Photo by c&rdunn, courtesy of Flickr
FCC engineers will test prototype “White Spaces” devices on Saturday, August 9, at FedExField just outside of Washington, D.C., at a preseason exhibition game between the National Football League’s Washington Redskins and Buffalo Bills. Starting at 10:00 a.m. and continuing through 8:00 p.m. Eastern time, the period of observation and analysis will assess the ability of the proposed devices to detect the presence of television signals, wireless microphones, and other existing wireless technologies.
Seating 91,704 people, FedExField is the largest stadium in the NFL. Of specific interest to the FCC, during this real-world test the stadium will become a very complex and large venue for wireless RF activity including microphones, two-way radios, communication systems used by the coaching staff of each team, and interruptible foldback (IFB) intercoms used by broadcast crews.
“It’s really the perfect environment for what the FCC is trying to accomplish,” says Shure’s director of advanced development, Edgar Reihl, who, along with other engineers at Shure Inc. in Niles, Ill., helped develop the FCC’s test standards and secure the use of FedExField for testing. “This is definitely the place where real-world conditions exist to the extreme. When testing is complete, we should have a much clearer view of whether or not this proposed technology can operate without interfering with other necessary services and uses that are ongoing.”
Reihl will be on-hand at the August 9 event, along with others from Shure Inc., one of the world’s largest manufacturers of wireless microphones and other wireless systems. Prototype technologies intended for possible use in the White Spaces are being submitted by two entities: electronics company Philips and Singapore’s Institute for Infocomm Research (I2R), a government-sponsored agency dedicated to science, technology and research.
“The proposed devices will be subjected to receiving tests only,” Reihl explains. “In terms of wireless microphone activity, they will attempt to detect their presence accurately and consistently in different locations throughout the stadium, at times before and during the game. This is a particularly difficult thing to do when there are other strong signals in the air, like those generated by digital television transmission. Wireless microphones occupy spaces alongside and in between these powerful HD signals.”
The first step in obtaining harmony in the White Spaces frequency spectrum is reaching a point at which the new prototype technologies are capable of accurately and consistently detecting the presence of wireless microphones and other wireless devices while in use. According to plans envisioned by proponents of the new proposed devices, after the technology is able to sense an occupied frequency, it should then be capable of moving away from that channel to an open one without causing any interference. Conversely, if one of the proposed devices is in use on an unoccupied channel and senses that a wireless microphone or other existing device is attempting to use the same frequency, it would automatically move away from that one and on to another open frequency.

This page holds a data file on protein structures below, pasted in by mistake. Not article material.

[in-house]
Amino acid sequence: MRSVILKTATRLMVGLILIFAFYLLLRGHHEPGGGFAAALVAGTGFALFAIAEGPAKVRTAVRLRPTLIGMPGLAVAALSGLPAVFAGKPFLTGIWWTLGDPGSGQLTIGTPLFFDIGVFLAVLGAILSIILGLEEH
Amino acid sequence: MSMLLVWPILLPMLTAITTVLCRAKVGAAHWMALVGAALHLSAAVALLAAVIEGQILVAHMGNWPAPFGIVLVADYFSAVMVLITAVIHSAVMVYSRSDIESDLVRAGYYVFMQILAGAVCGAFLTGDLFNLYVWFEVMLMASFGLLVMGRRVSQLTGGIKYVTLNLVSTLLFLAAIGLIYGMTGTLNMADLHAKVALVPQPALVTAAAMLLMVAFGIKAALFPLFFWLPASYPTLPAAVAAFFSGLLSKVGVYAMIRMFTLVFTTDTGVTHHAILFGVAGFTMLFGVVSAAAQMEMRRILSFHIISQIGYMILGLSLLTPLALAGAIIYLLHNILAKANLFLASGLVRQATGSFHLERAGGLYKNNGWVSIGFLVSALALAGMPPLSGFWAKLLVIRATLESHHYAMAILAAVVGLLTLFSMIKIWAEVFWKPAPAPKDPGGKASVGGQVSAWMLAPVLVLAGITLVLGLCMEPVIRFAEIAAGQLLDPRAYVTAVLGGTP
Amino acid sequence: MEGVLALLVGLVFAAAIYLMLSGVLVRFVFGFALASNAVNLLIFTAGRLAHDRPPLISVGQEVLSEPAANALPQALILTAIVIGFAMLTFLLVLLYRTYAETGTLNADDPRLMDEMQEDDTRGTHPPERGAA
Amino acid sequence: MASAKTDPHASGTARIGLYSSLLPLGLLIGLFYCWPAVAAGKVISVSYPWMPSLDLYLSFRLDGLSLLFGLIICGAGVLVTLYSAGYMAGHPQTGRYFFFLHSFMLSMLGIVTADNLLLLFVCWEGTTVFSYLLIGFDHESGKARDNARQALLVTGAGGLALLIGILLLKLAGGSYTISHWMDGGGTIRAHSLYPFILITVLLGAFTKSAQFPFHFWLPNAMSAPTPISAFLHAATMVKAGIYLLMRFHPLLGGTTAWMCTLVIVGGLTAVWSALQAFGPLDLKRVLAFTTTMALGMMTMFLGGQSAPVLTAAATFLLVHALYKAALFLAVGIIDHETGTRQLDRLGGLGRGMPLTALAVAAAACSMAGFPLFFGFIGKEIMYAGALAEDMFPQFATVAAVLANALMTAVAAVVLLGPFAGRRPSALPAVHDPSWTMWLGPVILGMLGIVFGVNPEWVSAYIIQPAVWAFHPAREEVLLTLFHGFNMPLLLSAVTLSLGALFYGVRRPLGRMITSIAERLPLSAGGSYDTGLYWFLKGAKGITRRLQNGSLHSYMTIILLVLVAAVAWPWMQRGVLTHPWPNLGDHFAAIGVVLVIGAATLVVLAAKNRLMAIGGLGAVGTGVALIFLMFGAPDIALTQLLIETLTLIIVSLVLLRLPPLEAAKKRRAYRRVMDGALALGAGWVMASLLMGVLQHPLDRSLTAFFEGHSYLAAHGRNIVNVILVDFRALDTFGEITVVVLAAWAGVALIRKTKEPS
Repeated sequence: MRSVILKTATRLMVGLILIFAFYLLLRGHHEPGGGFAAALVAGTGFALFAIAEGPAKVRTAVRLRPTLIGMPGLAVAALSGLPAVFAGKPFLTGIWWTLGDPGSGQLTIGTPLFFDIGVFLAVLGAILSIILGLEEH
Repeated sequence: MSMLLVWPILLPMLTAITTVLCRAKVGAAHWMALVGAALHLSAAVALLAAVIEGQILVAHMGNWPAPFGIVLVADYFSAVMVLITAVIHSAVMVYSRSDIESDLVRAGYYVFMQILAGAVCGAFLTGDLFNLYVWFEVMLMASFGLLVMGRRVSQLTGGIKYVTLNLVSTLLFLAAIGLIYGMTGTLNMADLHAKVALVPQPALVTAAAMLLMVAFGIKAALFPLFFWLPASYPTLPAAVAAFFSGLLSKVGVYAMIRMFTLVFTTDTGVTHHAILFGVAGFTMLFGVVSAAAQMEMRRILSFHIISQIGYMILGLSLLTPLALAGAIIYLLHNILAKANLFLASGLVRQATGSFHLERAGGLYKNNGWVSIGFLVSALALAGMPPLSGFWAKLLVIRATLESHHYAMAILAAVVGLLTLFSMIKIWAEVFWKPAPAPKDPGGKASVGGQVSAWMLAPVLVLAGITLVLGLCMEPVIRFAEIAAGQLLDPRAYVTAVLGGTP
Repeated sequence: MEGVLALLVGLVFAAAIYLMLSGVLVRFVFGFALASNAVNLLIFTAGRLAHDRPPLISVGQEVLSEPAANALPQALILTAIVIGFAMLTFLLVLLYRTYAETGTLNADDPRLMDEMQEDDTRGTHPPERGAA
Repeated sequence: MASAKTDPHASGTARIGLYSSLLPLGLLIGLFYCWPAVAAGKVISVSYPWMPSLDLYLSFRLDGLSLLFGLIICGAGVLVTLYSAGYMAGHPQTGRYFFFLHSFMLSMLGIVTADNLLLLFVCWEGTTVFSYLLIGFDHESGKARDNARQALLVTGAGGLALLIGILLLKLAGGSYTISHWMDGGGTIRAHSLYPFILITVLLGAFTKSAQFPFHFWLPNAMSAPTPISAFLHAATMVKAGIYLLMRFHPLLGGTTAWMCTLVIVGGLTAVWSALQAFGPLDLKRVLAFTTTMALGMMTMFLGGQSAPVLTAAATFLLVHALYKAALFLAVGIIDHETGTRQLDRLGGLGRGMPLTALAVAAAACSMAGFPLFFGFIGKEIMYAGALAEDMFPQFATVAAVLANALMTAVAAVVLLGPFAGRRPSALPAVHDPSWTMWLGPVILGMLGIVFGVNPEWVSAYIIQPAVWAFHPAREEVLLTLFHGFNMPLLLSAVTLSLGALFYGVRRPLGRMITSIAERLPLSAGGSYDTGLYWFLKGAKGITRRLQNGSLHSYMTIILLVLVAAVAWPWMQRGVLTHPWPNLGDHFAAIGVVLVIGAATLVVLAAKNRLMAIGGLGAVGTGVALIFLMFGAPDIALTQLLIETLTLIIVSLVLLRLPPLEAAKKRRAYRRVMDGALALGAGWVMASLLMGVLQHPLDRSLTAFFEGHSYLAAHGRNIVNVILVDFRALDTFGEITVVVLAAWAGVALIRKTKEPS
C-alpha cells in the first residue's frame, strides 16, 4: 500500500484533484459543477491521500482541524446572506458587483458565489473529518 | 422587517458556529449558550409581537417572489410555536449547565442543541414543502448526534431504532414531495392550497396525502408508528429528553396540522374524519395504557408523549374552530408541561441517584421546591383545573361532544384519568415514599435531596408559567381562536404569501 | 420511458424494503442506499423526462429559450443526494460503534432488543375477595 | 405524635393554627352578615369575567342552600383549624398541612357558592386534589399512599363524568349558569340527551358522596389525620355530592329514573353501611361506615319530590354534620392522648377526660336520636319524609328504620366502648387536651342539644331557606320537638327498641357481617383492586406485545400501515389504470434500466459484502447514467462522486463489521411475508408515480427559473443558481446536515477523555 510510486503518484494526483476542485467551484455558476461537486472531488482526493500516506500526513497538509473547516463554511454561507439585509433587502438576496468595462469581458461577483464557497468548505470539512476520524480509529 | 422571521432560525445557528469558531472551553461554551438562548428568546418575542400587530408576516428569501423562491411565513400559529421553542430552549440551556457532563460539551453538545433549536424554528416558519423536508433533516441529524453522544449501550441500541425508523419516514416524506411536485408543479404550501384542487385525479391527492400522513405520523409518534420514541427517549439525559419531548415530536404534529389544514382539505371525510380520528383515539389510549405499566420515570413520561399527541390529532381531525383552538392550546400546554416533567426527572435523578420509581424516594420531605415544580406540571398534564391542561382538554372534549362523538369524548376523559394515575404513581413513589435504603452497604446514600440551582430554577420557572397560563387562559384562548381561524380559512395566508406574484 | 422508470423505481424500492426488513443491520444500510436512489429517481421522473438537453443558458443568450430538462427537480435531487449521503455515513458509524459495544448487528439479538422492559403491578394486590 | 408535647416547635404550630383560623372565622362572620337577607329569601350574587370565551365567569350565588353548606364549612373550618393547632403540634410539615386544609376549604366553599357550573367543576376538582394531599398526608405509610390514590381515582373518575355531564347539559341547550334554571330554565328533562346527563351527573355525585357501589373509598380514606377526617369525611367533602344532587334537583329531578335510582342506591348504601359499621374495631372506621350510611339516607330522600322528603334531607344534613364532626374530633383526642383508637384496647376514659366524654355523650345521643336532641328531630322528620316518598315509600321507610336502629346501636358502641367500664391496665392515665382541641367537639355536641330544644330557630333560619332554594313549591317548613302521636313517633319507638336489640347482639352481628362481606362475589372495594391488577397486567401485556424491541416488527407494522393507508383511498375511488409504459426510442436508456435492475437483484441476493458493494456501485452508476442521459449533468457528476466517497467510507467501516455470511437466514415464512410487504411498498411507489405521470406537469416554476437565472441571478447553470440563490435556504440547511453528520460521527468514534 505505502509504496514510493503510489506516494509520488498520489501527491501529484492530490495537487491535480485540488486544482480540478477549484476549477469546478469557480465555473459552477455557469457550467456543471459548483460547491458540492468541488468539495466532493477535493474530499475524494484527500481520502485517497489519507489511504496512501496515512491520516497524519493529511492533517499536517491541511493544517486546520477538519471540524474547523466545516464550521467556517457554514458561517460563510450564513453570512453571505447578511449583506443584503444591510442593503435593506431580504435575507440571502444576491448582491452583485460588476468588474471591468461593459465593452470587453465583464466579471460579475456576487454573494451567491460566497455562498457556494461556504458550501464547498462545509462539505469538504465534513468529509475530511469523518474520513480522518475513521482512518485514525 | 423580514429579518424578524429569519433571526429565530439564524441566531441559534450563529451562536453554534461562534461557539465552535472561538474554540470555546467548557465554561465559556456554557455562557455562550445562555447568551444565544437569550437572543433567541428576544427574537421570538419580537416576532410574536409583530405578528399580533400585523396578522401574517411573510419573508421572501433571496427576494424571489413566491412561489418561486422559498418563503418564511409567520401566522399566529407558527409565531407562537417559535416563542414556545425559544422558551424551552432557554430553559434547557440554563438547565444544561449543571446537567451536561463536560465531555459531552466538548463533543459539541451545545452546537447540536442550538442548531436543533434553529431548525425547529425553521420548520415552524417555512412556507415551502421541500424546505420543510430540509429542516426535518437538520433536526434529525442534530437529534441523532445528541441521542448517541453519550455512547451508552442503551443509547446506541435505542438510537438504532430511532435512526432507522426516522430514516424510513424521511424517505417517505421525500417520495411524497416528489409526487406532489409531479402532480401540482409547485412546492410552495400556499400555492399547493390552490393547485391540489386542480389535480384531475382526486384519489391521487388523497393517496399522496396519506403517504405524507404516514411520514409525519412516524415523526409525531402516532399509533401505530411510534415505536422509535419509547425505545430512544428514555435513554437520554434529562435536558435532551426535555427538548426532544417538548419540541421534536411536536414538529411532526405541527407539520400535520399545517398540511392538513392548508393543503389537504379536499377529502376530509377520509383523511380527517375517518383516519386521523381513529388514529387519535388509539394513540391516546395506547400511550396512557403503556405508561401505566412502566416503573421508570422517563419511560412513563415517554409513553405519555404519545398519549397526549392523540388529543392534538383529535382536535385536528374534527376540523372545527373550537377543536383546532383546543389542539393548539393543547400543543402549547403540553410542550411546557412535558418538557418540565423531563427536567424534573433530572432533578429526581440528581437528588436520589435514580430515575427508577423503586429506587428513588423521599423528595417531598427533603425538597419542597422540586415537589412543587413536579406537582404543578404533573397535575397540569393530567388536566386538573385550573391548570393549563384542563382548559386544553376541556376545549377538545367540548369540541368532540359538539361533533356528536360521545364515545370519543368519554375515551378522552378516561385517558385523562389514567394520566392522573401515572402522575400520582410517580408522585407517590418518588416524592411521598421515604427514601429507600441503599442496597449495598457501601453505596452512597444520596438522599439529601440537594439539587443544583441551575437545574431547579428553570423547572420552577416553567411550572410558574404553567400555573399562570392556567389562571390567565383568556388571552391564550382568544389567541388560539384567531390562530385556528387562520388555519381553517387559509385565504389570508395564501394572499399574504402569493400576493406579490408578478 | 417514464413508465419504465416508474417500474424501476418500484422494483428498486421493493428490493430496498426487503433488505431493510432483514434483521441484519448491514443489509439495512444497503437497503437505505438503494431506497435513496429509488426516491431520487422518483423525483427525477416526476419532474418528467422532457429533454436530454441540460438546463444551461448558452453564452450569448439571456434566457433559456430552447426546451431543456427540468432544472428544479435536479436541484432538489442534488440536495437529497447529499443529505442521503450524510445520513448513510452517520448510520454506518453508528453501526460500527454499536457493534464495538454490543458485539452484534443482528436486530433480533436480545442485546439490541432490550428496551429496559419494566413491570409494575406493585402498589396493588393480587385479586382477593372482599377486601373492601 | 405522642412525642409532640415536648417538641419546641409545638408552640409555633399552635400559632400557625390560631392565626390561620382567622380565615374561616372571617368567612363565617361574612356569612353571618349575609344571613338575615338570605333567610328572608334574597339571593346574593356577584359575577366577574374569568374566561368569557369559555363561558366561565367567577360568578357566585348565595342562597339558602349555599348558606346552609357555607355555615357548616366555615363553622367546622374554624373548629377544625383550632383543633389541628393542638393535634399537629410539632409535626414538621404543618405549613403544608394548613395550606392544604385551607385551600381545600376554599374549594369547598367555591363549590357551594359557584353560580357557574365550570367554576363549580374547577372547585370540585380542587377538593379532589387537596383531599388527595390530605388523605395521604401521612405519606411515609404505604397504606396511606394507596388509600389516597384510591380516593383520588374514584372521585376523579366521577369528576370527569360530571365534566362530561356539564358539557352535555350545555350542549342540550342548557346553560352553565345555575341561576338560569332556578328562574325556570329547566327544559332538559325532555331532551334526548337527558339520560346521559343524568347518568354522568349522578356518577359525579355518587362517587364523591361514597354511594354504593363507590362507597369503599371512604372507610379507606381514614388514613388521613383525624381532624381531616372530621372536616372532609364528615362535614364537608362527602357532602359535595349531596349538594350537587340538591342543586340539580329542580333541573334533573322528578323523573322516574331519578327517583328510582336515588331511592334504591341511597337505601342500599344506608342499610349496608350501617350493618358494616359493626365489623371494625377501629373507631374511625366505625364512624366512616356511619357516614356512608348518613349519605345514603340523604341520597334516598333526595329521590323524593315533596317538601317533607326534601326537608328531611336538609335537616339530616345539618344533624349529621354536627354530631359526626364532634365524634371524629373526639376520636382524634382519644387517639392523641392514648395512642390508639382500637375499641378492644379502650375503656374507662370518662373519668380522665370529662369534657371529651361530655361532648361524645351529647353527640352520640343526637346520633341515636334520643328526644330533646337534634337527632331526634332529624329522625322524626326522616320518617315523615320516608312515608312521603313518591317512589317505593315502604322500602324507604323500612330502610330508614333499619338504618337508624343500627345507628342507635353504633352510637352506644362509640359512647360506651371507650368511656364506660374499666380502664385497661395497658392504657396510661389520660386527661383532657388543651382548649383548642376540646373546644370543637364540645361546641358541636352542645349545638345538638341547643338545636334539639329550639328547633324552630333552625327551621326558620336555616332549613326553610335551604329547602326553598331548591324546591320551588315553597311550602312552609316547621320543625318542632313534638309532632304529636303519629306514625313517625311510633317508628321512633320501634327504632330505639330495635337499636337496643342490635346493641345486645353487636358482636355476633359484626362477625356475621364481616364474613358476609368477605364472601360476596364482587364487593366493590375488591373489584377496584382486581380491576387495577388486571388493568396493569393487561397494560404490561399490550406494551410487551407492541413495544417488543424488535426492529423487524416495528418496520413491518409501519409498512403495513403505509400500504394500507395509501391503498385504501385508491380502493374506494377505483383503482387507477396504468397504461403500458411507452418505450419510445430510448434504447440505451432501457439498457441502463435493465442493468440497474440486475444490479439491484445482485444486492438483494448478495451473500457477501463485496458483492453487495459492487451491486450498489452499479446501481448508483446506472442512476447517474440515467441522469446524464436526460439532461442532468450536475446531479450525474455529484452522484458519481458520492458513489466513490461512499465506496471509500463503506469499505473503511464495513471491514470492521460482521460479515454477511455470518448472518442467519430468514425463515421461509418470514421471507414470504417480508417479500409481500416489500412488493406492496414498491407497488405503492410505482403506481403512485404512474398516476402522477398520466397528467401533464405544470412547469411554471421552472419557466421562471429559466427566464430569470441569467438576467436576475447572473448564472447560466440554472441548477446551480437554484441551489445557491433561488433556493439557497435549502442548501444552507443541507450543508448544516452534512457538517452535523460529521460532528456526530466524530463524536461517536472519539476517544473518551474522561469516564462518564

Reihl believes that one of the most important facets of the testing is to determine the accuracy of the detection capabilities inherent in the prototype devices. One of the issues that was encountered in laboratory testing was that sometimes the devices detected that a channel was in use when it actually was not (a false positive), and not in use when it was (a false negative).
“Accuracy in detecting is vital,” he adds, “because if the devices post a series of false positives that stop them from working repeatedly, users are going to be strongly motivated to devise ways to defeat that protective circuitry.”
As a way of better determining the accuracy of the prototypes’ detection capabilities at FedExField, the FCC will begin by testing the devices with all wireless microphones switched off, then move to tests with them switched on. The results of this scenario will obviously reveal a telling number of false positives should they occur when the wireless microphones are turned off.
“We want the science to speak for itself here,” Reihl says. “We applaud the FCC for taking the initiative to test this proposed technology under the extreme real world conditions this preseason football event will afford. This is the best way to reach a level of understanding that will help us all achieve reliable interference protection.”
Following on the heels of the Redskins/Buffalo Bills game testing at FedExField, the FCC will continue its field analysis on Broadway in New York City at the Majestic Theater during the week of August 11.
“We look forward to watching all of these tests closely,” says Mark Brunner, Shure’s senior director of public and industry relations and one of Reihl’s colleagues who is also slated to be at FedExField on Saturday, August 9. “It’s imperative that we understand what works and what doesn’t before we commit to a situation that can’t be reversed.”
For more information from Shure about “White Spaces” and links to other “White Spaces” Websites, visit Shure’s Website.